There's an old saying that you're only as old as you feel. But that's just…
How to Get Started With Getting Sober
Now that you’ve realized that you’re not Too Old to Get Sober, you’re at a critical juncture: making the decision to get sober. Once you recognize that your chronological age is irrelevant to your ability to get sober and stay that way, the next step is to acknowledge that you have an addiction and ask for help to overcome it. This is the most important decision before you. It won’t come easily, but you can arrive at it.
Ask yourself this: Do I want to be fully cognizant of what life has to offer? Do I want to pursue goals that I’ve always wanted but never thought myself capable of or never took the time to go after? Do I want the opportunity to live the rest of my life in peace and happiness?
Only you can answer those questions. And they may take some time for you to come to grips with.
Let’s say that you do, indeed, decide it’s time for you to get sober. What should you do next?
- See your doctor. The best place to start, especially after years of substance abuse that may have left you with a number of physical conditions brought on or exacerbated by addiction, is with your doctor. Ask for referrals or recommendations to treatment facilities that specialize in rehab for the type of substance abuse or addiction that you have.
- Research available treatment. After visiting with your doctor, you should have at least a couple of suggestions, but there are other avenues to find appropriate treatment facilities. Go on the Internet and do a search of the vast database of treatment facilities that’s maintained by the Substance Abuse and Mental Health Services Administration (SAMHSA). It’s called the Treatment Facility Locator (//dasis3.samhsa.gov/) and includes more than 11,000 addiction treatment programs, including residential treatment centers, outpatient treatment programs, and hospital inpatient programs for drug addiction and alcoholism. Listings include treatment programs for cocaine, marijuana, and heroin addiction, as well as drug and alcohol treatment programs for adolescents, adults, seniors, and special groups (those with HIV/AIDS, gays, lesbians, criminal justice populations, and more). You can also contact the toll-free 24-hour confidential Treatment Referral Helpline at 1-800-662-HELP.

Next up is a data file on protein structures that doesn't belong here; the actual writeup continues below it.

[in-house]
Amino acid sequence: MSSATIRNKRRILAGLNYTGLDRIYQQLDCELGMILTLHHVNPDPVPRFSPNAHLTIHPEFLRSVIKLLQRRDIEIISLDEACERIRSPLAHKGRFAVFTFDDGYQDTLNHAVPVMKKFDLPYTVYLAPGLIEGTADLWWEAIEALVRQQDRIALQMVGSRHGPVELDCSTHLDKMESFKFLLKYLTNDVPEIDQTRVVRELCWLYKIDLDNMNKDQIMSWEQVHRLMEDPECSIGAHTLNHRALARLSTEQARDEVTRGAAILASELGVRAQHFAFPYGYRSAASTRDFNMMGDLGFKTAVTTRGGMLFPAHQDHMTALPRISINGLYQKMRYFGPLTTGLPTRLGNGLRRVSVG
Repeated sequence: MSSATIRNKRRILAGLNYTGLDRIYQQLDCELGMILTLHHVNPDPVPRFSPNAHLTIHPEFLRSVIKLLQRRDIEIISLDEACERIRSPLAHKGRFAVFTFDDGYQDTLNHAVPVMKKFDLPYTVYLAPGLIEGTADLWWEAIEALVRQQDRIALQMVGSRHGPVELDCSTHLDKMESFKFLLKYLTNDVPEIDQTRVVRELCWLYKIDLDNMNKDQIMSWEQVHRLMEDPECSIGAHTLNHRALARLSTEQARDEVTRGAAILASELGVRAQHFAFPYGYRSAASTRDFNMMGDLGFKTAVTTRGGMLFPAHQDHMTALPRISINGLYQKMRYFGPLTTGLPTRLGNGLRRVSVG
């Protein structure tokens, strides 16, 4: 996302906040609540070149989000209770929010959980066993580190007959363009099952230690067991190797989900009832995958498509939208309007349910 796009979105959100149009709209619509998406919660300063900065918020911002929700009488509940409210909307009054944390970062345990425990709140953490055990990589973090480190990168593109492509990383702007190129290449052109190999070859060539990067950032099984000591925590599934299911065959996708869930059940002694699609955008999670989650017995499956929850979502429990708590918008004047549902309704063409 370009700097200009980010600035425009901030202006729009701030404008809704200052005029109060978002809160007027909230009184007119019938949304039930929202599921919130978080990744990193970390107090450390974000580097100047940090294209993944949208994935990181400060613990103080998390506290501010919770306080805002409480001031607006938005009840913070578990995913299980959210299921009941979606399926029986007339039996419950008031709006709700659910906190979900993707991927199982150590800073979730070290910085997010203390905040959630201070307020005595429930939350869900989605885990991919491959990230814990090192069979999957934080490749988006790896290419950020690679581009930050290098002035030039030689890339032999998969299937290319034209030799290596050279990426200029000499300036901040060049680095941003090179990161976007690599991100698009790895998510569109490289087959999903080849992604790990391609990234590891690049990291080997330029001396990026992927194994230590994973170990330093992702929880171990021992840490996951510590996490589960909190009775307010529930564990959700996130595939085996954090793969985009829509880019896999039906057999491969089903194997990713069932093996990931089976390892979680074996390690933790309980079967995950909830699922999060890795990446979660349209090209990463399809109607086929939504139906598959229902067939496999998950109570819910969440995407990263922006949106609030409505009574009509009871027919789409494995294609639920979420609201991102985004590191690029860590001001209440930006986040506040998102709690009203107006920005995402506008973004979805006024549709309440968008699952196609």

- Narrow down your list. Now, you’ll likely have narrowed the list down to a few treatment facilities, say two to three. Your next step is to gather as much information about each of them so that you can make an intelligent decision as to which one best serves your needs.
- Enroll in treatment. You enroll or get admitted to the treatment facility and undergo a comprehensive interview and evaluation. Then, a personalized treatment plan will be created for you and you begin the treatment process.
- Adopt a positive outlook. The best thing you can do for yourself is to keep a positive attitude going forward. Treatment isn’t always easy and there are many things you will be learning about yourself, your capabilities, and how to cope with and manage your addiction. This is what rehab is all about: giving you the tools to live your life clean and sober.
- Prepare for changes. Once you complete treatment and return home, you’ll have a few recommendations for how to begin your recovery journey. Be faithful in adhering to your 12-step group participation, getting a sponsor, and working the Twelve Steps. Keep all your appointments with your doctors and any continuing therapy sessions.
- Welcome the new you. You’re no longer the same individual that walked through the door into treatment. Over the months after you are in recovery and making progress each day, you will start to see for yourself the major changes you’ve made in the way you choose to live. This is, after all, your life. What you create for yourself in the future in terms of goals and dreams begins with what you do today.
Remember that you are never too old to get sober. Once you recognize this and take it to heart, you’ve paved the way for doing something meaningful and lasting for your life: getting help to overcome what’s been hampering you all these years.